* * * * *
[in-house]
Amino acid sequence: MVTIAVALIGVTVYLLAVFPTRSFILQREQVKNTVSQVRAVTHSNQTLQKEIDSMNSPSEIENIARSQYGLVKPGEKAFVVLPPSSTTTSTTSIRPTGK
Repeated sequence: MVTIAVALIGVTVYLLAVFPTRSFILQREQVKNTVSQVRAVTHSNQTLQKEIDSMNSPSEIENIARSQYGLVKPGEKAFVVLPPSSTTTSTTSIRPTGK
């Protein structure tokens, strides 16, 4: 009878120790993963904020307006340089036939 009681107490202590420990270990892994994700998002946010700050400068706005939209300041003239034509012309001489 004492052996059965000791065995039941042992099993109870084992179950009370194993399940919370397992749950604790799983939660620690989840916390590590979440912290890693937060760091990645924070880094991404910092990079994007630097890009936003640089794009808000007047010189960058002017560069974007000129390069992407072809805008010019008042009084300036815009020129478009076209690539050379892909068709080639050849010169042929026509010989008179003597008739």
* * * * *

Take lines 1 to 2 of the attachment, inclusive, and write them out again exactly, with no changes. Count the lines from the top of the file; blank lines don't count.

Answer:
[in-house]
Amino acid sequence: MVTIAVALIGVTVYLLAVFPTRSFILQREQVKNTVSQVRAVTHSNQTLQKEIDSMNSPSEIENIARSQYGLVKPGEKAFVVLPPSSTTTSTTSIRPTGK